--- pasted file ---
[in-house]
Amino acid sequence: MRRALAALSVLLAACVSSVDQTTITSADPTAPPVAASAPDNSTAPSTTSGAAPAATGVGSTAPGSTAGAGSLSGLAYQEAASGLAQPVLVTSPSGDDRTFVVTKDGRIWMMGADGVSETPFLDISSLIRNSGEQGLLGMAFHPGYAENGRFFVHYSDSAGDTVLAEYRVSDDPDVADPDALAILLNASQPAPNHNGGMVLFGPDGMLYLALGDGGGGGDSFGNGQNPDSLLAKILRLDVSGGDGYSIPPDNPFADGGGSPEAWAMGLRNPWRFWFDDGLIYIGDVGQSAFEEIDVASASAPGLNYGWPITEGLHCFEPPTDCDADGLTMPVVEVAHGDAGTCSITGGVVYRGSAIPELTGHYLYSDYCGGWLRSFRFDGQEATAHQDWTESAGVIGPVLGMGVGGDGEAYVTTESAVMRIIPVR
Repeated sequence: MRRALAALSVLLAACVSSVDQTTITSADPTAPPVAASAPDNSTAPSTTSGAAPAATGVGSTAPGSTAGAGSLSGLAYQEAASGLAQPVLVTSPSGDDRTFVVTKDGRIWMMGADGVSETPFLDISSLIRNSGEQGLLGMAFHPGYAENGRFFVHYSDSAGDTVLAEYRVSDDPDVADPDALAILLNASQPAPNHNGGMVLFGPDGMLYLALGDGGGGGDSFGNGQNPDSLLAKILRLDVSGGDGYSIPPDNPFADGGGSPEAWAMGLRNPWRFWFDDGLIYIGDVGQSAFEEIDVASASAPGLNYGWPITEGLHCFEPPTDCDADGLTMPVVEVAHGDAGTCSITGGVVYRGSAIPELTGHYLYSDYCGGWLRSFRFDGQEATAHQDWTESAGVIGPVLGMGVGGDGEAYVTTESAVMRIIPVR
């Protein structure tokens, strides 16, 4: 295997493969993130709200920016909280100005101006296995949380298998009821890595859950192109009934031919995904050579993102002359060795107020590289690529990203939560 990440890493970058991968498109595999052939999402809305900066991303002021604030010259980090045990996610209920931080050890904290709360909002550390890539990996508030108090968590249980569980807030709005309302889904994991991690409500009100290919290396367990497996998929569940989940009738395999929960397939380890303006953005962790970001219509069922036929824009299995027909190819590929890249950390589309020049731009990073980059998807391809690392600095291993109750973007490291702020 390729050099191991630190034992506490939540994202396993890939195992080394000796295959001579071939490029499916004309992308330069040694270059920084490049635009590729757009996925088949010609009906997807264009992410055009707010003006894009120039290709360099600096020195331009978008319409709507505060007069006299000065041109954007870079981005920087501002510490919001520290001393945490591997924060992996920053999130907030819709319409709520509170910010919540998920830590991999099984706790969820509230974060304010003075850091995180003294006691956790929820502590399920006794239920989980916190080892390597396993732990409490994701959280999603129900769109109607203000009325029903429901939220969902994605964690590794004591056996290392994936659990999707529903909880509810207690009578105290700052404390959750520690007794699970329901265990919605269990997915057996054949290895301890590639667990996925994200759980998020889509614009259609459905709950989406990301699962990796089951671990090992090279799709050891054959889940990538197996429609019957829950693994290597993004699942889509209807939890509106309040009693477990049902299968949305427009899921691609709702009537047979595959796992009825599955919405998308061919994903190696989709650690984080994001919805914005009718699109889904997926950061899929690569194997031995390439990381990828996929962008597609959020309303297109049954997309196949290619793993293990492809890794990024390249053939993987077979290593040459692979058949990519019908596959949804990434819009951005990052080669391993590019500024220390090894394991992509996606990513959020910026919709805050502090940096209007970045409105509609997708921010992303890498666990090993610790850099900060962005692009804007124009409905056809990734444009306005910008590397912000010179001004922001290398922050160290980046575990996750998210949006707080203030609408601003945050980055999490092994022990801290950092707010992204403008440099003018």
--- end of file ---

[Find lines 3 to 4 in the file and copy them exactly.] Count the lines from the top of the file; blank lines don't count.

Repeated sequence: MRRALAALSVLLAACVSSVDQTTITSADPTAPPVAASAPDNSTAPSTTSGAAPAATGVGSTAPGSTAGAGSLSGLAYQEAASGLAQPVLVTSPSGDDRTFVVTKDGRIWMMGADGVSETPFLDISSLIRNSGEQGLLGMAFHPGYAENGRFFVHYSDSAGDTVLAEYRVSDDPDVADPDALAILLNASQPAPNHNGGMVLFGPDGMLYLALGDGGGGGDSFGNGQNPDSLLAKILRLDVSGGDGYSIPPDNPFADGGGSPEAWAMGLRNPWRFWFDDGLIYIGDVGQSAFEEIDVASASAPGLNYGWPITEGLHCFEPPTDCDADGLTMPVVEVAHGDAGTCSITGGVVYRGSAIPELTGHYLYSDYCGGWLRSFRFDGQEATAHQDWTESAGVIGPVLGMGVGGDGEAYVTTESAVMRIIPVR
């Protein structure tokens, strides 16, 4: 295997493969993130709200920016909280100005101006296995949380298998009821890595859950192109009934031919995904050579993102002359060795107020590289690529990203939560 990440890493970058991968498109595999052939999402809305900066991303002021604030010259980090045990996610209920931080050890904290709360909002550390890539990996508030108090968590249980569980807030709005309302889904994991991690409500009100290919290396367990497996998929569940989940009738395999929960397939380890303006953005962790970001219509069922036929824009299995027909190819590929890249950390589309020049731009990073980059998807391809690392600095291993109750973007490291702020 390729050099191991630190034992506490939540994202396993890939195992080394000796295959001579071939490029499916004309992308330069040694270059920084490049635009590729757009996925088949010609009906997807264009992410055009707010003006894009120039290709360099600096020195331009978008319409709507505060007069006299000065041109954007870079981005920087501002510490919001520290001393945490591997924060992996920053999130907030819709319409709520509170910010919540998920830590991999099984706790969820509230974060304010003075850091995180003294006691956790929820502590399920006794239920989980916190080892390597396993732990409490994701959280999603129900769109109607203000009325029903429901939220969902994605964690590794004591056996290392994936659990999707529903909880509810207690009578105290700052404390959750520690007794699970329901265990919605269990997915057996054949290895301890590639667990996925994200759980998020889509614009259609459905709950989406990301699962990796089951671990090992090279799709050891054959889940990538197996429609019957829950693994290597993004699942889509209807939890509106309040009693477990049902299968949305427009899921691609709702009537047979595959796992009825599955919405998308061919994903190696989709650690984080994001919805914005009718699109889904997926950061899929690569194997031995390439990381990828996929962008597609959020309303297109049954997309196949290619793993293990492809890794990024390249053939993987077979290593040459692979058949990519019908596959949804990434819009951005990052080669391993590019500024220390090894394991992509996606990513959020910026919709805050502090940096209007970045409105509609997708921010992303890498666990090993610790850099900060962005692009804007124009409905056809990734444009306005910008590397912000010179001004922001290398922050160290980046575990996750998210949006707080203030609408601003945050980055999490092994022990801290950092707010992204403008440099003018």